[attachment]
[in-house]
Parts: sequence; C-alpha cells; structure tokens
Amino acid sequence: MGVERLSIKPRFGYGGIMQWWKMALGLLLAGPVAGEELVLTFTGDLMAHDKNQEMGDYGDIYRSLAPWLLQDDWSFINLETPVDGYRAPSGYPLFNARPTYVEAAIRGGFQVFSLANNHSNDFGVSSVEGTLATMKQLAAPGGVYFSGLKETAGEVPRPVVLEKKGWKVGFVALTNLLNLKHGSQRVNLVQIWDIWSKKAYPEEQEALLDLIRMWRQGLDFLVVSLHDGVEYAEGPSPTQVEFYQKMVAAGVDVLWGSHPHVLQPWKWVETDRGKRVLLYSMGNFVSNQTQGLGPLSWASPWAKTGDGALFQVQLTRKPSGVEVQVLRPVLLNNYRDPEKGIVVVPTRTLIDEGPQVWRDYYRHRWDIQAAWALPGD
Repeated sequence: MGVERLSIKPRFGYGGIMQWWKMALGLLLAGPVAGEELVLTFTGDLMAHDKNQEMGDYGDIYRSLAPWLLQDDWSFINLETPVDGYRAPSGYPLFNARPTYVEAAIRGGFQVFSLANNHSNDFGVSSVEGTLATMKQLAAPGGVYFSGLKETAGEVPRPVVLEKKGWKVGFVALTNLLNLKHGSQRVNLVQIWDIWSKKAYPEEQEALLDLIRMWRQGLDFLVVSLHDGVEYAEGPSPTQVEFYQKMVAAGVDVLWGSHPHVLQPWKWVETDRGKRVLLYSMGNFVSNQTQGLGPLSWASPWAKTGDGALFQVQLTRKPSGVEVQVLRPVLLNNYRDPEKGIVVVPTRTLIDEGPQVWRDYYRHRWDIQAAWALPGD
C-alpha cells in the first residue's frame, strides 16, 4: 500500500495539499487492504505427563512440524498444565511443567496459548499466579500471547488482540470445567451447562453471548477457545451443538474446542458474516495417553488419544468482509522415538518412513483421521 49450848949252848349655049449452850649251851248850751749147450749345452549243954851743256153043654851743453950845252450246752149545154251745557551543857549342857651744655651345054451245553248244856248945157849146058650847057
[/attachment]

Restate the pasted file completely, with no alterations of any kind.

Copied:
[in-house]
Parts: sequence; C-alpha cells; structure tokens
Amino acid sequence: MGVERLSIKPRFGYGGIMQWWKMALGLLLAGPVAGEELVLTFTGDLMAHDKNQEMGDYGDIYRSLAPWLLQDDWSFINLETPVDGYRAPSGYPLFNARPTYVEAAIRGGFQVFSLANNHSNDFGVSSVEGTLATMKQLAAPGGVYFSGLKETAGEVPRPVVLEKKGWKVGFVALTNLLNLKHGSQRVNLVQIWDIWSKKAYPEEQEALLDLIRMWRQGLDFLVVSLHDGVEYAEGPSPTQVEFYQKMVAAGVDVLWGSHPHVLQPWKWVETDRGKRVLLYSMGNFVSNQTQGLGPLSWASPWAKTGDGALFQVQLTRKPSGVEVQVLRPVLLNNYRDPEKGIVVVPTRTLIDEGPQVWRDYYRHRWDIQAAWALPGD
Repeated sequence: MGVERLSIKPRFGYGGIMQWWKMALGLLLAGPVAGEELVLTFTGDLMAHDKNQEMGDYGDIYRSLAPWLLQDDWSFINLETPVDGYRAPSGYPLFNARPTYVEAAIRGGFQVFSLANNHSNDFGVSSVEGTLATMKQLAAPGGVYFSGLKETAGEVPRPVVLEKKGWKVGFVALTNLLNLKHGSQRVNLVQIWDIWSKKAYPEEQEALLDLIRMWRQGLDFLVVSLHDGVEYAEGPSPTQVEFYQKMVAAGVDVLWGSHPHVLQPWKWVETDRGKRVLLYSMGNFVSNQTQGLGPLSWASPWAKTGDGALFQVQLTRKPSGVEVQVLRPVLLNNYRDPEKGIVVVPTRTLIDEGPQVWRDYYRHRWDIQAAWALPGD
C-alpha cells in the first residue's frame, strides 16, 4: 500500500495539499487492504505427563512440524498444565511443567496459548499466579500471547488482540470445567451447562453471548477457545451443538474446542458474516495417553488419544468482509522415538518412513483421521 49450848949252848349655049449452850649251851248850751749147450749345452549243954851743256153043654851743453950845252450246752149545154251745557551543857549342857651744655651345054451245553248244856248945157849146058650847057